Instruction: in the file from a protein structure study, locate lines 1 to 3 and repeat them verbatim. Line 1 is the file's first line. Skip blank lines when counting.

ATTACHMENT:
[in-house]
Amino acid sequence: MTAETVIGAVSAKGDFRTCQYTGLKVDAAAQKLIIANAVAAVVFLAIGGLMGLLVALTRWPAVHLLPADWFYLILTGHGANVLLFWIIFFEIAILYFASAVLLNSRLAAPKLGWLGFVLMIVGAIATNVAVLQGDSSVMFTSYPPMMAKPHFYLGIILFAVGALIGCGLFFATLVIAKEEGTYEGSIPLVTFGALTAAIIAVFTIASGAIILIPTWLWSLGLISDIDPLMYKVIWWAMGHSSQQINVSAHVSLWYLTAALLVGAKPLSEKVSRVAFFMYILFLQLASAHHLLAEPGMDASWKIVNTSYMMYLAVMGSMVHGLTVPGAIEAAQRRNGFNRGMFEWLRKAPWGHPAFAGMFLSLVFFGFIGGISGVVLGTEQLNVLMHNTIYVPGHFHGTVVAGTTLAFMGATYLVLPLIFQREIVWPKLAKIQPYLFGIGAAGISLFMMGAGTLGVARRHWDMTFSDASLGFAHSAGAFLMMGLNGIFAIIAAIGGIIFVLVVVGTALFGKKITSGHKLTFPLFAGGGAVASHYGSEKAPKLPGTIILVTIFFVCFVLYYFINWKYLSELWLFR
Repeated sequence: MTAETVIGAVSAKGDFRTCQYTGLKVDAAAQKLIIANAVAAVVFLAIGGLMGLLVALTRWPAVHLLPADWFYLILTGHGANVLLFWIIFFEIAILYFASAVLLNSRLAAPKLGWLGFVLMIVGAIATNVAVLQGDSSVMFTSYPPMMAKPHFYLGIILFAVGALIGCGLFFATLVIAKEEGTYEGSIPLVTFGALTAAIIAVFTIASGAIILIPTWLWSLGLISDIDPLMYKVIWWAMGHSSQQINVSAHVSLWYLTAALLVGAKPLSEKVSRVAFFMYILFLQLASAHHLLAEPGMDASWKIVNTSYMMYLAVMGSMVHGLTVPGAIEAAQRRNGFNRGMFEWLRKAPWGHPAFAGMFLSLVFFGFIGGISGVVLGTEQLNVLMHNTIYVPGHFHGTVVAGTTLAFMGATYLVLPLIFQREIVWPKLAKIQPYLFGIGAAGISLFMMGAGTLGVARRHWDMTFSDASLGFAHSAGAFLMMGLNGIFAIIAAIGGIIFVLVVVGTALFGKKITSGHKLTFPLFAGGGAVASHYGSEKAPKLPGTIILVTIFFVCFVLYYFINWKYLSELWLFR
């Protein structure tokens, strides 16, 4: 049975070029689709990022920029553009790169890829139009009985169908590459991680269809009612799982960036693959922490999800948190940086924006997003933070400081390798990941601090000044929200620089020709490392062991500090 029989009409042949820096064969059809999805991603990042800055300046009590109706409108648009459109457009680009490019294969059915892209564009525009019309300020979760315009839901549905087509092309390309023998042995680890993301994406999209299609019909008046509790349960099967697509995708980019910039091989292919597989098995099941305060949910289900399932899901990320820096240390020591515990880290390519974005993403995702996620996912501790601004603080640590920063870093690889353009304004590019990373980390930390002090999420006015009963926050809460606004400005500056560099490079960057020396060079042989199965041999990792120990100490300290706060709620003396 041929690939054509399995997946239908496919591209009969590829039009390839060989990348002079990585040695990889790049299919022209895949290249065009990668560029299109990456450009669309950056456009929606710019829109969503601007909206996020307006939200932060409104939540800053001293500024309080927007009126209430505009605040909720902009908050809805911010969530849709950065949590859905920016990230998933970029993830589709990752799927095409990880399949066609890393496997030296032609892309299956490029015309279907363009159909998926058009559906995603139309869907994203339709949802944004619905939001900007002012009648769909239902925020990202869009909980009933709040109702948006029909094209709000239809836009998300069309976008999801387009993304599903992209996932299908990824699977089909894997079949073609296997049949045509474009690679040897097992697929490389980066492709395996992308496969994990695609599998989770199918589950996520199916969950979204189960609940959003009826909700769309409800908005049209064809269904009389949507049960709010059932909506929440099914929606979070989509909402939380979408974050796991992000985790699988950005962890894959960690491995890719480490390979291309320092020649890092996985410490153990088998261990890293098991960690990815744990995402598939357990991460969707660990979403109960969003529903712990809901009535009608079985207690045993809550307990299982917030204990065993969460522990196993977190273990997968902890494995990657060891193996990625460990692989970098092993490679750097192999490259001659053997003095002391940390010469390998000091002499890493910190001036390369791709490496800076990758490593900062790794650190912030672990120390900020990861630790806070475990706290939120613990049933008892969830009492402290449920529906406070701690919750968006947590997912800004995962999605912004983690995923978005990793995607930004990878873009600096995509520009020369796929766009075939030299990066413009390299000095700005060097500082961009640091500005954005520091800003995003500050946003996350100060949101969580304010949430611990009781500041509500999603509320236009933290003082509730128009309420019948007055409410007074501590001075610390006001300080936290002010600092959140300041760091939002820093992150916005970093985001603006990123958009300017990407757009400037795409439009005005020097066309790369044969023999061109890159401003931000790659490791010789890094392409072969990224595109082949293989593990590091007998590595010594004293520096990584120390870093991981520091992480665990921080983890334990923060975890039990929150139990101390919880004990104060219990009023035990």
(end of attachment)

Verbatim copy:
[in-house]
Amino acid sequence: MTAETVIGAVSAKGDFRTCQYTGLKVDAAAQKLIIANAVAAVVFLAIGGLMGLLVALTRWPAVHLLPADWFYLILTGHGANVLLFWIIFFEIAILYFASAVLLNSRLAAPKLGWLGFVLMIVGAIATNVAVLQGDSSVMFTSYPPMMAKPHFYLGIILFAVGALIGCGLFFATLVIAKEEGTYEGSIPLVTFGALTAAIIAVFTIASGAIILIPTWLWSLGLISDIDPLMYKVIWWAMGHSSQQINVSAHVSLWYLTAALLVGAKPLSEKVSRVAFFMYILFLQLASAHHLLAEPGMDASWKIVNTSYMMYLAVMGSMVHGLTVPGAIEAAQRRNGFNRGMFEWLRKAPWGHPAFAGMFLSLVFFGFIGGISGVVLGTEQLNVLMHNTIYVPGHFHGTVVAGTTLAFMGATYLVLPLIFQREIVWPKLAKIQPYLFGIGAAGISLFMMGAGTLGVARRHWDMTFSDASLGFAHSAGAFLMMGLNGIFAIIAAIGGIIFVLVVVGTALFGKKITSGHKLTFPLFAGGGAVASHYGSEKAPKLPGTIILVTIFFVCFVLYYFINWKYLSELWLFR
Repeated sequence: MTAETVIGAVSAKGDFRTCQYTGLKVDAAAQKLIIANAVAAVVFLAIGGLMGLLVALTRWPAVHLLPADWFYLILTGHGANVLLFWIIFFEIAILYFASAVLLNSRLAAPKLGWLGFVLMIVGAIATNVAVLQGDSSVMFTSYPPMMAKPHFYLGIILFAVGALIGCGLFFATLVIAKEEGTYEGSIPLVTFGALTAAIIAVFTIASGAIILIPTWLWSLGLISDIDPLMYKVIWWAMGHSSQQINVSAHVSLWYLTAALLVGAKPLSEKVSRVAFFMYILFLQLASAHHLLAEPGMDASWKIVNTSYMMYLAVMGSMVHGLTVPGAIEAAQRRNGFNRGMFEWLRKAPWGHPAFAGMFLSLVFFGFIGGISGVVLGTEQLNVLMHNTIYVPGHFHGTVVAGTTLAFMGATYLVLPLIFQREIVWPKLAKIQPYLFGIGAAGISLFMMGAGTLGVARRHWDMTFSDASLGFAHSAGAFLMMGLNGIFAIIAAIGGIIFVLVVVGTALFGKKITSGHKLTFPLFAGGGAVASHYGSEKAPKLPGTIILVTIFFVCFVLYYFINWKYLSELWLFR